The design of interactive products that improve users’ experience and feelings is discussed in the paper “Experience over time: evaluating the experience of use of a squeezable interface in the medium term” by Patrizia Marti and Iolanda Iacono. The authors developed a soft rubber cover for tablets, called “Squeeze Me”, which is able to communicate with different software applications. The coating material embeds pressure sensors to detect input from the user and actuators to provide a haptic feedback. Squeeze Me has been used to implement a mobile application, called “Squeeze to zoom”, which allows the user to zoom in and out while taking a photograph without removing the hands from the tablet. The experience of use of this application has been compared with zooming modalities commonly available on tables and smartphones, both in a short-term field study (with 67 participants) and over a four-week study (with 8 participants). Interesting results have been discovered about the impact that the type of task can have on the experience of use and about the evolution over time of the relationship between users and products, namely about how user experience may change over time.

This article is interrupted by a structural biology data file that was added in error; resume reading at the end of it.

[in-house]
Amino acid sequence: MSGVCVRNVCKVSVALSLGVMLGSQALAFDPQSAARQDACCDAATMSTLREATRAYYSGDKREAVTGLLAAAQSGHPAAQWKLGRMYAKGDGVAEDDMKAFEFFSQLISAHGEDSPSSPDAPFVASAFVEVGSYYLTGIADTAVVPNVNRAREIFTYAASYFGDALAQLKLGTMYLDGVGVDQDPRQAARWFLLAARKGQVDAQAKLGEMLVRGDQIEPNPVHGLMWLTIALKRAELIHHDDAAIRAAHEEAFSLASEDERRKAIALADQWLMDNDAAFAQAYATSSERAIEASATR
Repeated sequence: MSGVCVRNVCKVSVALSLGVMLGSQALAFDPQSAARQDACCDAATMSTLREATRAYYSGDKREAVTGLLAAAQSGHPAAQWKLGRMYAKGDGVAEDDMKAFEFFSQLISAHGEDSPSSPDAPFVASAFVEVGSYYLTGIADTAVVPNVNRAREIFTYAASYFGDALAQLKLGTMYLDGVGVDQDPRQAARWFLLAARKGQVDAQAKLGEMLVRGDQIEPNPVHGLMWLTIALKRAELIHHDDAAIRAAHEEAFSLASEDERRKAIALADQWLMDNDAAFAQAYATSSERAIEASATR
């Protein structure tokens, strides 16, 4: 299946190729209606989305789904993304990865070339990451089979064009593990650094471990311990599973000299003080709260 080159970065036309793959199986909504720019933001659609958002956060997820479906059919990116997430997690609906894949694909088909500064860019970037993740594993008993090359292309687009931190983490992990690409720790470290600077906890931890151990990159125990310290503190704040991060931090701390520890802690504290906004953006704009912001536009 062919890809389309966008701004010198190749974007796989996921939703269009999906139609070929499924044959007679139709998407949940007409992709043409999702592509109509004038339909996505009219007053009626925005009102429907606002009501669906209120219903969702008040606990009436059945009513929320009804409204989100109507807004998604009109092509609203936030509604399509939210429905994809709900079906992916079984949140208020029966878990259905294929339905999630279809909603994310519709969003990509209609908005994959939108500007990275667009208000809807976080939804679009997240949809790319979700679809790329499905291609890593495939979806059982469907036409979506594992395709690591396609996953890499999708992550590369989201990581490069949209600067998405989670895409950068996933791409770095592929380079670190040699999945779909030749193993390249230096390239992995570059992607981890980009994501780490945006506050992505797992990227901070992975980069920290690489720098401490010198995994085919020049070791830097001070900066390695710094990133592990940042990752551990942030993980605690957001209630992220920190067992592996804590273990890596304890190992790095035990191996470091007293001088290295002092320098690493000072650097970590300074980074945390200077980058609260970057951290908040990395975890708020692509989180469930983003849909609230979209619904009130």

The use of MM is of course a powerful tool to facilitate user interaction, and also to promote accessibility of applications and services. The paper “FATCHA: biometrics lends tools for CAPTCHAs” by Maria De Marsico, Luca Marchionni, Andrea Novelli, and Michael Oertel presents a novel strategy to implement a CAPTCHA (Completely Automated Public Turing test to tell Computers and Humans Apart). The approach underlying FATCHA aims at recognizing a human user by exploiting multimodal interaction. Real time capture of human actions is entailed instead of human ability to recognize visual or auditory items, in order to propose a challenge that is difficult for an automatic responder but easy for a human. In particular, compared with traditional CAPTCHAs based on text, this approach is intended to better support users with visual or auditory impairment. FATCHA design borrows from detection/recognition techniques developed in the biometric field. In fact, it is also possible to extend the service with a second module that allows the user authentication by face recognition, instead or besides using passwords. In this context, FATCHA gesture challenge can be used as a liveliness test to avoid biometric spoofing.